Some dodgy landlords don’t bother with pesky legal inconveniences like giving tenants a written tenancy to sign.
So it might seem like there is no protection for you if you live somewhere, pay your rent, but have no tenancy paperwork to prove you have a right to live there.
Fear not. If you can prove that you make regular rental payments (ideally some form of receipt written in some way – emails will do the trick or bank transfer), you automatically benefit from the protection of an assured shorthold tenancy (AST), which is probably the most common form of private rental tenancy anyway.
There’s a caveat – this doesn’t apply to lodgers. Basically*, a lodger is someone who lives in their landlord’s home and shares some of the communal areas. In this situation landlords can access your room when they want, as opposed to ASTs where they have to get your consent (which some dodgy landlords conveniently forget as well). Another term for a lodger is an ‘excluded occupier’ (every day’s school day right?).
But assuming you don’t share your home with your landlord, by proving you pay rent regularly your landlord will have to go through the formal legal process of issuing a valid Notice To Quit (NTQ) and go through the courts to make you leave, which usually takes a few months, giving you time to find somewhere else to live.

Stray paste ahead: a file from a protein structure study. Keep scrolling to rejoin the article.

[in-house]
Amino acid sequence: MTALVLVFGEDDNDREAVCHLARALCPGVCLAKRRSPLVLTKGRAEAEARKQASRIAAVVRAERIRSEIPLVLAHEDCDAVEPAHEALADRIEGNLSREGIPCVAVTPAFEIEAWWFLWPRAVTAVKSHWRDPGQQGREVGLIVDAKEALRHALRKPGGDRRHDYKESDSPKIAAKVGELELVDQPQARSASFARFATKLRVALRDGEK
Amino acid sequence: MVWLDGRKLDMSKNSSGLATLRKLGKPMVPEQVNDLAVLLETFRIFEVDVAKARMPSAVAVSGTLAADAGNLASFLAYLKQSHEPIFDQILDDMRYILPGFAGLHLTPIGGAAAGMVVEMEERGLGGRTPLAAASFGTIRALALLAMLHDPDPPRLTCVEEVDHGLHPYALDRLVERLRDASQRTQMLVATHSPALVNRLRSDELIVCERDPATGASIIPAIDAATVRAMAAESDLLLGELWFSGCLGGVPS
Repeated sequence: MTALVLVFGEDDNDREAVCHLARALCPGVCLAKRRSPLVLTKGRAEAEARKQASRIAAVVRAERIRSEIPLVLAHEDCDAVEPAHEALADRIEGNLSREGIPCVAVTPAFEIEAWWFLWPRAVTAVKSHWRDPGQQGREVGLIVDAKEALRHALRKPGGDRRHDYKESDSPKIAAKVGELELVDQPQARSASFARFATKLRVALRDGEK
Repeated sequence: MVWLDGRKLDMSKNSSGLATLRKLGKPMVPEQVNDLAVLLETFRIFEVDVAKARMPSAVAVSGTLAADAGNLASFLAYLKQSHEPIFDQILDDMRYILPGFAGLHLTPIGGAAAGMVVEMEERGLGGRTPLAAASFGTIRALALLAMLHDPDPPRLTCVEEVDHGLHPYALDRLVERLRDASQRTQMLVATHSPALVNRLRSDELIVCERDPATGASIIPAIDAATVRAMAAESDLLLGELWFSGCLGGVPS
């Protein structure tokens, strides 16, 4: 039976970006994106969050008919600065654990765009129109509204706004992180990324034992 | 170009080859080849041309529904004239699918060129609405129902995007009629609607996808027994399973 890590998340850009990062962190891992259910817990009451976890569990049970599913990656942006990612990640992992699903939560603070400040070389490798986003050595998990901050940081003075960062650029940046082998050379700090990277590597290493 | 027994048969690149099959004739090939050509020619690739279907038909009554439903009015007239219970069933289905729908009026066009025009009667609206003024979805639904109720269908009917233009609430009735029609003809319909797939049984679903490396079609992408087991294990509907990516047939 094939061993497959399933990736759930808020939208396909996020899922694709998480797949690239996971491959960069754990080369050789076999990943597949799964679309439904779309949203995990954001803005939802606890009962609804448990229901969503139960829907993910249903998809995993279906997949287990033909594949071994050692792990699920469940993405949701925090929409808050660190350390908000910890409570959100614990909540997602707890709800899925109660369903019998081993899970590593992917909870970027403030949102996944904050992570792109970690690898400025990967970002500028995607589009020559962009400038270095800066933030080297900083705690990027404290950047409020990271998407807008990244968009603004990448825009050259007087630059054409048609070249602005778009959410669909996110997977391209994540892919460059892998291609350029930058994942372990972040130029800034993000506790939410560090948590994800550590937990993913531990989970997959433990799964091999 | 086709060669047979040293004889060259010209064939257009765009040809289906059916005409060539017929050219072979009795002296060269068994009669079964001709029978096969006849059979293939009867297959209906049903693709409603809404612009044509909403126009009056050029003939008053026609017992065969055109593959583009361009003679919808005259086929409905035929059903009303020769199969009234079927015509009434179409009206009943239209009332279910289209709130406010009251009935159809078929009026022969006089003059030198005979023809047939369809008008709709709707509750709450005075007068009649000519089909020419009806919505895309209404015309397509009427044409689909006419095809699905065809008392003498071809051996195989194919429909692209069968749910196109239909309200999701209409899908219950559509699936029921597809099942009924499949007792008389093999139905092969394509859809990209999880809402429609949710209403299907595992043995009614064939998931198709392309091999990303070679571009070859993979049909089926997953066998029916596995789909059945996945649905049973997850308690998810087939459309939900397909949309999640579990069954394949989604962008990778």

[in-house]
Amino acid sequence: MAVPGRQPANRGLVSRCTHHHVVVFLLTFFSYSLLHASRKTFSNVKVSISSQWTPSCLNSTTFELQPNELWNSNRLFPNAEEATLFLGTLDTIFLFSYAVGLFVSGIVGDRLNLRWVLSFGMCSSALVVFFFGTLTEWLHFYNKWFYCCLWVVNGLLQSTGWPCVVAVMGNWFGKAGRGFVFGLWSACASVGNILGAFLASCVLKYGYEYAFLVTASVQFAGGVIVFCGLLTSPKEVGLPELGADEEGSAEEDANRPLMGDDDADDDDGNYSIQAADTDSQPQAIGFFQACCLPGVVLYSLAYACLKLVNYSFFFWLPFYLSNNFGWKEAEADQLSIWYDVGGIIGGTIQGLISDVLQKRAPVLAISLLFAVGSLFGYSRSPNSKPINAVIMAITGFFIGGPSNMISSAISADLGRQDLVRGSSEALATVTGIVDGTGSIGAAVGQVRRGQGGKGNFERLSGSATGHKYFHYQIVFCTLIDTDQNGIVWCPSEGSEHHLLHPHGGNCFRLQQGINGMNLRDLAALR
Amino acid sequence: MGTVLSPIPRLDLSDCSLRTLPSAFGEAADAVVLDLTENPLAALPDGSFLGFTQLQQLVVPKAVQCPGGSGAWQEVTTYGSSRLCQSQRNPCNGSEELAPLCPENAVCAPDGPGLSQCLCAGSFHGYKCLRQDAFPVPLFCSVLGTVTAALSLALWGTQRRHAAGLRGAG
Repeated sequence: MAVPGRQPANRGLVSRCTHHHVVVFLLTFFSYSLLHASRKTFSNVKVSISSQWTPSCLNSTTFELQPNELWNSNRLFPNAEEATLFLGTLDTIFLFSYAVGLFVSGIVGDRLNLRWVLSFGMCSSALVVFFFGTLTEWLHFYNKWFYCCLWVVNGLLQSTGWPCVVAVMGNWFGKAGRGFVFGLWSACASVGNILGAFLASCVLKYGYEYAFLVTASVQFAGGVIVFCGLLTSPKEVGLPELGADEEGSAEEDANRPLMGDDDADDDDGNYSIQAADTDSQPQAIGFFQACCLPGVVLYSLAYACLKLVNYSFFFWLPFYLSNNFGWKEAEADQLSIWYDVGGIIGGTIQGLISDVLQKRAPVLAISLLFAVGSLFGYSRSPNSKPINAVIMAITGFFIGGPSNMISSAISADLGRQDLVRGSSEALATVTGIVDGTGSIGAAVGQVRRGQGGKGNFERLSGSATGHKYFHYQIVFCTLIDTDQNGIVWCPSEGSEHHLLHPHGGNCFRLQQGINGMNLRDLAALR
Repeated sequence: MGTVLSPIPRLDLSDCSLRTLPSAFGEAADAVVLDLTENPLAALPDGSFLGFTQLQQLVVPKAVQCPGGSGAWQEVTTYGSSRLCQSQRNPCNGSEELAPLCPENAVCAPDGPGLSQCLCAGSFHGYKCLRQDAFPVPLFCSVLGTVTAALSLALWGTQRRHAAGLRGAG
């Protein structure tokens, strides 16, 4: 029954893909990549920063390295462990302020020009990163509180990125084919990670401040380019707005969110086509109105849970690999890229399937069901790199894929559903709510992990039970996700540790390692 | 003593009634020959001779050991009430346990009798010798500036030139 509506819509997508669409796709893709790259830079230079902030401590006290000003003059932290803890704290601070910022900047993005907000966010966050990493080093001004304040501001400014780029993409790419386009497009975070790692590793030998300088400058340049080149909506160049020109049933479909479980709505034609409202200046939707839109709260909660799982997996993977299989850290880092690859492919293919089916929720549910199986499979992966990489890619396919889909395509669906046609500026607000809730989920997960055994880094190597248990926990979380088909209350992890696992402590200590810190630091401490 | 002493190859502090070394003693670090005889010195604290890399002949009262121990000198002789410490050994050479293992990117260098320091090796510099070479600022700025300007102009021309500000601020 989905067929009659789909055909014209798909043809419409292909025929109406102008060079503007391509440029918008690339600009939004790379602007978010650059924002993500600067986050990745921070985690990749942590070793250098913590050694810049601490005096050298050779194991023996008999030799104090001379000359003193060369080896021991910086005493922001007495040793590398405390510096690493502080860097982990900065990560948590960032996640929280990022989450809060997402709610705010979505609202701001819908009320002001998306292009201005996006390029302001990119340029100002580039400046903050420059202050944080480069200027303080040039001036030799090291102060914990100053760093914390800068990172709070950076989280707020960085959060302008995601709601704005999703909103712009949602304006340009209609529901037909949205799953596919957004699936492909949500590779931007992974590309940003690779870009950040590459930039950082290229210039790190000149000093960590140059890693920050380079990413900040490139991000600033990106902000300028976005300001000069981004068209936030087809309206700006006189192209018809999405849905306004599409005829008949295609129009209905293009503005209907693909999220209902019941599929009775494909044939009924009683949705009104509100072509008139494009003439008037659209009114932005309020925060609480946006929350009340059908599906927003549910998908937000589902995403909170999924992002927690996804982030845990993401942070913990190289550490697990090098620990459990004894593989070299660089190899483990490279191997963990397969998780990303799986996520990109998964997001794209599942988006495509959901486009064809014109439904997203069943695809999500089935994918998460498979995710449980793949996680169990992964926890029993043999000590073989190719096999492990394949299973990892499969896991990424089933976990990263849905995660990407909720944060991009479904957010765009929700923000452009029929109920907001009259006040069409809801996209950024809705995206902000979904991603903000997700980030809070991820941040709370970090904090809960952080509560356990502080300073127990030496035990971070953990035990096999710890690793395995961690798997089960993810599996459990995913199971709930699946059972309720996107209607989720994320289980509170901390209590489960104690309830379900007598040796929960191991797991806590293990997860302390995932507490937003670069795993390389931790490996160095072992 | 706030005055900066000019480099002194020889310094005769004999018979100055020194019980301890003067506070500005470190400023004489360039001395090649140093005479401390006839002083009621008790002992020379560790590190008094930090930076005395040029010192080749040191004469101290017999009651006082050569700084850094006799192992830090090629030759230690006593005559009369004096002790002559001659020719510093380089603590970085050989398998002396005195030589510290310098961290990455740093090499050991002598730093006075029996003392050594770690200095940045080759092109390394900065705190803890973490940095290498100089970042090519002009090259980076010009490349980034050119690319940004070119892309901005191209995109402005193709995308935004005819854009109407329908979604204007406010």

And if they don’t bother with the court process either and start harassing you in any way, you need to get straight down to your local Council’s housing team to let them know about it – it’s their job to investigate and enforce the law which will hopefully ensure that landlords act lawfully. And it’s also important to bear in mind that leaving your home before the landlord has properly gone through the court process could leave you trying to argue that you’re not intentionally homeless, which is an argument we could all do without. (Obviously acts in good faith wouldn’t make you intentionally homeless, nor would being bullied out of your home by your landlord).
*This is just a clumsy-but-hopefully-helpful blog. It isn’t a substitute for legal advice. Always get legal advice from a qualified professional for housing issues.